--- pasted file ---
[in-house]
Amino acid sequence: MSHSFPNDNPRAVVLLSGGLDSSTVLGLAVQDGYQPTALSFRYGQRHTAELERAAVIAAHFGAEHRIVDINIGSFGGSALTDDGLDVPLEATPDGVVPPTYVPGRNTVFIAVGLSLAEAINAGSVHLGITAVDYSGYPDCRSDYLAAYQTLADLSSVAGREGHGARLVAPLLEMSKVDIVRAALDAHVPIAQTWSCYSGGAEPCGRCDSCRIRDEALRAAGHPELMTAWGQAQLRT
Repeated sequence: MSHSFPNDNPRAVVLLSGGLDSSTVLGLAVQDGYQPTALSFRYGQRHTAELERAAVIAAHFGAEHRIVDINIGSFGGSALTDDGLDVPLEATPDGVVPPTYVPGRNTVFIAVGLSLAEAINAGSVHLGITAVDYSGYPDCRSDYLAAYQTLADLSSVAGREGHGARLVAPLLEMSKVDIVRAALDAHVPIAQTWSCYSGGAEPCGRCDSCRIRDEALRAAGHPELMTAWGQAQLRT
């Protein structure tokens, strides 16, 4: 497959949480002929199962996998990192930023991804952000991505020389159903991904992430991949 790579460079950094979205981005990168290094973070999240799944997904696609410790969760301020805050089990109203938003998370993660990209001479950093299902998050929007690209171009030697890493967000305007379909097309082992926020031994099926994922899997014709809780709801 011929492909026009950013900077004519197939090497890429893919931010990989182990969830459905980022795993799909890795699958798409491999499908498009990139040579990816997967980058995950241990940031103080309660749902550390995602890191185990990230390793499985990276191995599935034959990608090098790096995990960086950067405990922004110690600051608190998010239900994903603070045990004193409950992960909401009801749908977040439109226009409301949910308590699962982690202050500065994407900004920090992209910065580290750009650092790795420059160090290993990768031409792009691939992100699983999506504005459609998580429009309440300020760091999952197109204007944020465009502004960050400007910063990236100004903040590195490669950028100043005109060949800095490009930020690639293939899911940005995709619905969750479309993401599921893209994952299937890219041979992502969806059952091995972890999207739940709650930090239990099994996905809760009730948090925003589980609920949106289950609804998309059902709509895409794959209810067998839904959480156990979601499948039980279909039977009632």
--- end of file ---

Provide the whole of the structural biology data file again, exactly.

[in-house]
Amino acid sequence: MSHSFPNDNPRAVVLLSGGLDSSTVLGLAVQDGYQPTALSFRYGQRHTAELERAAVIAAHFGAEHRIVDINIGSFGGSALTDDGLDVPLEATPDGVVPPTYVPGRNTVFIAVGLSLAEAINAGSVHLGITAVDYSGYPDCRSDYLAAYQTLADLSSVAGREGHGARLVAPLLEMSKVDIVRAALDAHVPIAQTWSCYSGGAEPCGRCDSCRIRDEALRAAGHPELMTAWGQAQLRT
Repeated sequence: MSHSFPNDNPRAVVLLSGGLDSSTVLGLAVQDGYQPTALSFRYGQRHTAELERAAVIAAHFGAEHRIVDINIGSFGGSALTDDGLDVPLEATPDGVVPPTYVPGRNTVFIAVGLSLAEAINAGSVHLGITAVDYSGYPDCRSDYLAAYQTLADLSSVAGREGHGARLVAPLLEMSKVDIVRAALDAHVPIAQTWSCYSGGAEPCGRCDSCRIRDEALRAAGHPELMTAWGQAQLRT
């Protein structure tokens, strides 16, 4: 497959949480002929199962996998990192930023991804952000991505020389159903991904992430991949 790579460079950094979205981005990168290094973070999240799944997904696609410790969760301020805050089990109203938003998370993660990209001479950093299902998050929007690209171009030697890493967000305007379909097309082992926020031994099926994922899997014709809780709801 011929492909026009950013900077004519197939090497890429893919931010990989182990969830459905980022795993799909890795699958798409491999499908498009990139040579990816997967980058995950241990940031103080309660749902550390995602890191185990990230390793499985990276191995599935034959990608090098790096995990960086950067405990922004110690600051608190998010239900994903603070045990004193409950992960909401009801749908977040439109226009409301949910308590699962982690202050500065994407900004920090992209910065580290750009650092790795420059160090290993990768031409792009691939992100699983999506504005459609998580429009309440300020760091999952197109204007944020465009502004960050400007910063990236100004903040590195490669950028100043005109060949800095490009930020690639293939899911940005995709619905969750479309993401599921893209994952299937890219041979992502969806059952091995972890999207739940709650930090239990099994996905809760009730948090925003589980609920949106289950609804998309059902709509895409794959209810067998839904959480156990979601499948039980279909039977009632």